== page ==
Biodiversity may be seen as a scientific measure of the complexity of a biological system, implying an information basis. Complexity cannot be directly valued, so economists have tried to define the services it provides, though often just valuing the services of 'key' species. Here we provide a new definition of biodiversity as a measure of functional information, arguing that complexity embodies meaningful information as Gregory Bateson defined it. We argue that functional information content (FIC) is the potentially valuable component of total (algorithmic) information content (AIC), as it alone determines biological fitness and supports ecosystem services. Inspired by recent extensions to the Noah's Ark problem, we show how FIC/AIC can be calculated to measure the degree of substitutability within an ecological community. Establishing substitutability is an essential foundation for valuation. From it, we derive a way to rank whole communities by Indirect Use Value, through quantifying the relation between system complexity and the production rate of ecosystem services. Understanding biodiversity as information evidently serves as a practical interface between economics and ecological science. © 2012 Elsevier B.V.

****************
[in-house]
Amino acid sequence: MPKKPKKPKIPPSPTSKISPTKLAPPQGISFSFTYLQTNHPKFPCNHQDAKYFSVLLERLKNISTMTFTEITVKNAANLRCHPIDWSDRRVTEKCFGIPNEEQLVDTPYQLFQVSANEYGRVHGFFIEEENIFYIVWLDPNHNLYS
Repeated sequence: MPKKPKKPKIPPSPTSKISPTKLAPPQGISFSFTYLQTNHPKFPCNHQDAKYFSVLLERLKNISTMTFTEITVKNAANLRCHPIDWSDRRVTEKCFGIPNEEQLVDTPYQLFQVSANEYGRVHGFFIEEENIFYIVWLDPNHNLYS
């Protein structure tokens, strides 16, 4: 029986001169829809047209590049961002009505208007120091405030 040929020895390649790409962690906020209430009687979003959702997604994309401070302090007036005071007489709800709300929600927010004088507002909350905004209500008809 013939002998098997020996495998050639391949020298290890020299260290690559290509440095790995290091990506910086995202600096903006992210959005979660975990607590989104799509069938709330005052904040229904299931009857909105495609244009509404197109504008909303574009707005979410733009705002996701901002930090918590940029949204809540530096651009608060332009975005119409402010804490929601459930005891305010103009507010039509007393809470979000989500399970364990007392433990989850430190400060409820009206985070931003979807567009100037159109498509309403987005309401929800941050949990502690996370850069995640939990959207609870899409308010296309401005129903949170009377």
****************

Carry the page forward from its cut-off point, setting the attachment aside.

ASJC Scopus subject areas
- Ecology, Evolution, Behavior and Systematics
- Ecological Modelling